As promised, I thought I’d write up a few thoughts on my visit to the wonderful Play Expo Blackpool just over a week ago. It was a crazily hectic day in the end, as I rushed around trying to interview people and type up my notes, but I did manage to find some time to check out some of the exhibits and play a few games.
The exhibition took place at the Norbreck Castle Hotel, a bizarre pink and beige fortress that looms up in front of the beach like a sort of shabby Disneyland. You get the impression that the hotel has seen better days – not least from the copious amounts of missing letters on the sign outside.
Things were much more impressive inside, however. The main room was essentially a giant arcade, packed to the brim with fantastic old coin-ops. I made a a beeline for the Defender cabinet, as I loved the Amiga conversion but I’ve never played the arcade original.
Defender was as brutally difficult as its reputation suggests – and much harder than the Amiga conversion thanks to its needlessly complicated control system. In the Amiga version, you change the direction of your ship by simply moving left or right on the joystick, but in the arcade version you have to press a ‘reverse’ button to change direction. Similarly, on the Amiga you speed up your ship by simply holding in the direction you want to go, but in the arcade version you have to press a ‘thrust’ button. Then there are other buttons for hyperspace and smart bombs – the first few times I played, I was tying my hands in knots just trying to move my ship around.
I just about got the hang of it in the end – but getting to the second wave felt like an enormous achievement. And all told, I think the Amiga conversion is far more enjoyable thanks to the controls – a conclusion that I’m sure many will argue with.
One of the highlights of the day was meeting with Phil Robinson, who previously worked for Psygnosis and had a hand in the Primal Rage conversion for the Megadrive. He even brought the game’s prototype board along to the show. I mentioned that a certain Primal Rage megafan and co-blogger of mine would be very jealous that I got to meet him…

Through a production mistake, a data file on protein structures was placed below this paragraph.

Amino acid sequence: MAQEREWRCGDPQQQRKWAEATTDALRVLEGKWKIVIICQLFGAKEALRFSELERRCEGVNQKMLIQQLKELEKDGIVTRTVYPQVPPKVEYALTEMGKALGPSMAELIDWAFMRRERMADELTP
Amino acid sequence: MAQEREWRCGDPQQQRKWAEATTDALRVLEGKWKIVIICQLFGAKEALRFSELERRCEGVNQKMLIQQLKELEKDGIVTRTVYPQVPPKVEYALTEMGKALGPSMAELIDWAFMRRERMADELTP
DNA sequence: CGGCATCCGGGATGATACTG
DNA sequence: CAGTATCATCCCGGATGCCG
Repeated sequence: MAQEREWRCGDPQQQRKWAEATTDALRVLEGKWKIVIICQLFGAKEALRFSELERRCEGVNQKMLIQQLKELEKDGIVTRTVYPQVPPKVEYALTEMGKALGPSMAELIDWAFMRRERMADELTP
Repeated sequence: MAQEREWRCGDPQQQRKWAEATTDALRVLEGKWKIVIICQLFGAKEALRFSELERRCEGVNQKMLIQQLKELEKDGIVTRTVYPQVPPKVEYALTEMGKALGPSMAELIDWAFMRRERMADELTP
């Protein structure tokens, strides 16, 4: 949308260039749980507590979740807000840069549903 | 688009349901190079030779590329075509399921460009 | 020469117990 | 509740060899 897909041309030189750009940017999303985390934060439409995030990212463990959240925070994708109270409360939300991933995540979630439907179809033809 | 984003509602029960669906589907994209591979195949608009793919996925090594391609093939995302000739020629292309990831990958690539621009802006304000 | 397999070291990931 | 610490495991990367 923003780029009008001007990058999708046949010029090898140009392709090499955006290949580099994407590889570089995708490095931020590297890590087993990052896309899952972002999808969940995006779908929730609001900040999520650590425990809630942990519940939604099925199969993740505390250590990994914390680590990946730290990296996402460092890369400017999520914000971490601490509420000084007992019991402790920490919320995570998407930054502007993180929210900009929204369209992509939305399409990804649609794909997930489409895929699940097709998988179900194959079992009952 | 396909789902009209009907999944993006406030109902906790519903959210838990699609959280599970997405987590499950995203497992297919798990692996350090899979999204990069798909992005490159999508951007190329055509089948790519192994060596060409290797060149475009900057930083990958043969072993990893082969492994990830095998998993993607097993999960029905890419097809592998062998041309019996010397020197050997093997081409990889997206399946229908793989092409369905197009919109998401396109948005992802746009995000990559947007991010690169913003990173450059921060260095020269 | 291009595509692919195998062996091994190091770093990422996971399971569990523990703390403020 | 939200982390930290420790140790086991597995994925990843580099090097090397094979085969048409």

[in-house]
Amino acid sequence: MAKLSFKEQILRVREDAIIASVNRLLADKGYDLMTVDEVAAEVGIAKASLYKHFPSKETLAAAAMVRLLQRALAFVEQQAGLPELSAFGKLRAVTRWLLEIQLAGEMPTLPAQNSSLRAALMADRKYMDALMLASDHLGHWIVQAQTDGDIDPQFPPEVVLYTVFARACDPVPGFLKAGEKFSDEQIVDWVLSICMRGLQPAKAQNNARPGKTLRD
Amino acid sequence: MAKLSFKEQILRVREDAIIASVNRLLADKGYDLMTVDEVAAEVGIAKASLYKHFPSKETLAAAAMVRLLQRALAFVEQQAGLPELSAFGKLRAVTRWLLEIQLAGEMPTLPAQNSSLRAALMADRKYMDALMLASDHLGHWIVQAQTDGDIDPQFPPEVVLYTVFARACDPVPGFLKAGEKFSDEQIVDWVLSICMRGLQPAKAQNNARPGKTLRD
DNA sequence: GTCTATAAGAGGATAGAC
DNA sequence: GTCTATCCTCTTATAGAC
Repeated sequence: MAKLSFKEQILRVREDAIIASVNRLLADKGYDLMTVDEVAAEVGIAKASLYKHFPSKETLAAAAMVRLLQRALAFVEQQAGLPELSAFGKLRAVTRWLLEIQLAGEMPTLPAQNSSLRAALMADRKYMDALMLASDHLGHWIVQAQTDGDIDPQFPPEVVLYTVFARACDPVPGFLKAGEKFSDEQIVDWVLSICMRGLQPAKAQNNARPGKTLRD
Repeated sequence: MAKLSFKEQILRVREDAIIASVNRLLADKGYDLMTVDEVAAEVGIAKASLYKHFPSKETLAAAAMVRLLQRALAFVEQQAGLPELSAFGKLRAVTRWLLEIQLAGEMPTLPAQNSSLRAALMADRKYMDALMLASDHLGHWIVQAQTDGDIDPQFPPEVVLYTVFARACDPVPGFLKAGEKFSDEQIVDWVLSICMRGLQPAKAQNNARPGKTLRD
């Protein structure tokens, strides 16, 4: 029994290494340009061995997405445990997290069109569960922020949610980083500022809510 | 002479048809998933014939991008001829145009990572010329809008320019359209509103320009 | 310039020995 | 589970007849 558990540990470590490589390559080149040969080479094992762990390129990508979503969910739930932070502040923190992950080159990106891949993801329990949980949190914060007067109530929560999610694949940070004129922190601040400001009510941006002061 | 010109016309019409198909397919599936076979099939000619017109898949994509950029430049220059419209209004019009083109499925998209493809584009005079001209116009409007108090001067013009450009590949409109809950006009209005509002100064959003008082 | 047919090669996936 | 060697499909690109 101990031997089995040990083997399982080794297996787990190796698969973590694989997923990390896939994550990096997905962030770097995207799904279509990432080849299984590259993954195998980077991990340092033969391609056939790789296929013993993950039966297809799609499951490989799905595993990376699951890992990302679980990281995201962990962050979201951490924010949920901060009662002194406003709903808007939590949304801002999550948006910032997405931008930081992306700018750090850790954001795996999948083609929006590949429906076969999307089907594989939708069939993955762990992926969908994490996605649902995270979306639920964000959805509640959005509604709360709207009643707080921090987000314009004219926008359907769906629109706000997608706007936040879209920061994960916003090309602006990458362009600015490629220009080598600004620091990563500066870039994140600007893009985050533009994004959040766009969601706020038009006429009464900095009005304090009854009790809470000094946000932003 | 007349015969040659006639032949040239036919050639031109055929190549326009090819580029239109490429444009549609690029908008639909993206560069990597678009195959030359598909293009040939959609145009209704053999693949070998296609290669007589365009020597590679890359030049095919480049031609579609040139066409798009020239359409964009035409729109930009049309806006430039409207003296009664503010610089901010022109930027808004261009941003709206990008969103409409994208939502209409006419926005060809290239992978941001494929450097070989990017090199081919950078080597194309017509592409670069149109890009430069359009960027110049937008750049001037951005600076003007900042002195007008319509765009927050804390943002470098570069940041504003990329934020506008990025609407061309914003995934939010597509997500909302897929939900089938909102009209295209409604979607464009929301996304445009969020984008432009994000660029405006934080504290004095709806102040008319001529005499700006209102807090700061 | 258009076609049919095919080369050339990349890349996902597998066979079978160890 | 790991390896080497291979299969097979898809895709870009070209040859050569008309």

One disappointment was that I wasn’t able to track down the Virtual Boy that was supposed to be somewhere at the show – I suppose I’ll have to wait a while longer to play on Nintendo’s white elephant. But I did end up spending an enjoyable hour or so in the board game area chatting to various board-game aficionados, and receiving plenty of useful recommendations in the process. It took an enormous amount of willpower to resist buying some of the amazing board games on sale: I came very close to dropping nearly £50 on Fury of Dracula, but in the end I settled on the rather less expensive Forbidden Island, from the same guy who made Pandemic. (I’ve played it since, it’s ace.)
A major highlight came during the Spectrum talk. Henrique Olifiers (of I Am Bread and Surgeon Simulator fame) gave a really interesting talk about the Spectrum mod scene, and highlighted some of the fascinating games that are coming out of Russia (something I’ve written about before). But then he dropped a bombshell.
Turns out he’s been working on a new version of the Spectrum with the original Spectrum designer Rick Dickinson, and he gave the official worldwide reveal of the system right there – the room exploded with excitement. The new system is compatible with all of the various expansions that have been built in Russia and elsewhere, and it has that all-important HDMI port, along with lots of various other bells and whistles. More importantly, it looks beautiful. You can check out the official page here – a Kickstarter is coming soon.
So all in all, a pretty exciting day – and it made me think I really should go along to these events more often, if only to meet so many people who are just as passionate about games as I am.
Buy Forbidden Island from Amazon UK.